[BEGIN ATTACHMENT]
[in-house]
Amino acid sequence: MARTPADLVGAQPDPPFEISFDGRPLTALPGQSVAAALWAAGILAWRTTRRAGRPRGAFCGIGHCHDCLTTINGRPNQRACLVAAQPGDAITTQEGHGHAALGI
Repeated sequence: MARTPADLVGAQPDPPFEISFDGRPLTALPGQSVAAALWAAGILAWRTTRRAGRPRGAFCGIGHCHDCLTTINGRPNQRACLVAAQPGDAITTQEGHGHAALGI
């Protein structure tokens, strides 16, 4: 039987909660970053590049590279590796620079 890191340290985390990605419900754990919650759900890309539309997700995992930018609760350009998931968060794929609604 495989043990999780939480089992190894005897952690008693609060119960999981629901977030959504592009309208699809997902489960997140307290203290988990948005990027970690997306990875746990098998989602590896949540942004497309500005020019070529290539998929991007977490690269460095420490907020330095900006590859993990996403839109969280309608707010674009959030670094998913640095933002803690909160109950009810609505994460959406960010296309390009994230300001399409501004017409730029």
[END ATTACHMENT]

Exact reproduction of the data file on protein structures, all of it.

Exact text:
[in-house]
Amino acid sequence: MARTPADLVGAQPDPPFEISFDGRPLTALPGQSVAAALWAAGILAWRTTRRAGRPRGAFCGIGHCHDCLTTINGRPNQRACLVAAQPGDAITTQEGHGHAALGI
Repeated sequence: MARTPADLVGAQPDPPFEISFDGRPLTALPGQSVAAALWAAGILAWRTTRRAGRPRGAFCGIGHCHDCLTTINGRPNQRACLVAAQPGDAITTQEGHGHAALGI
């Protein structure tokens, strides 16, 4: 039987909660970053590049590279590796620079 890191340290985390990605419900754990919650759900890309539309997700995992930018609760350009998931968060794929609604 495989043990999780939480089992190894005897952690008693609060119960999981629901977030959504592009309208699809997902489960997140307290203290988990948005990027970690997306990875746990098998989602590896949540942004497309500005020019070529290539998929991007977490690269460095420490907020330095900006590859993990996403839109969280309608707010674009959030670094998913640095933002803690909160109950009810609505994460959406960010296309390009994230300001399409501004017409730029």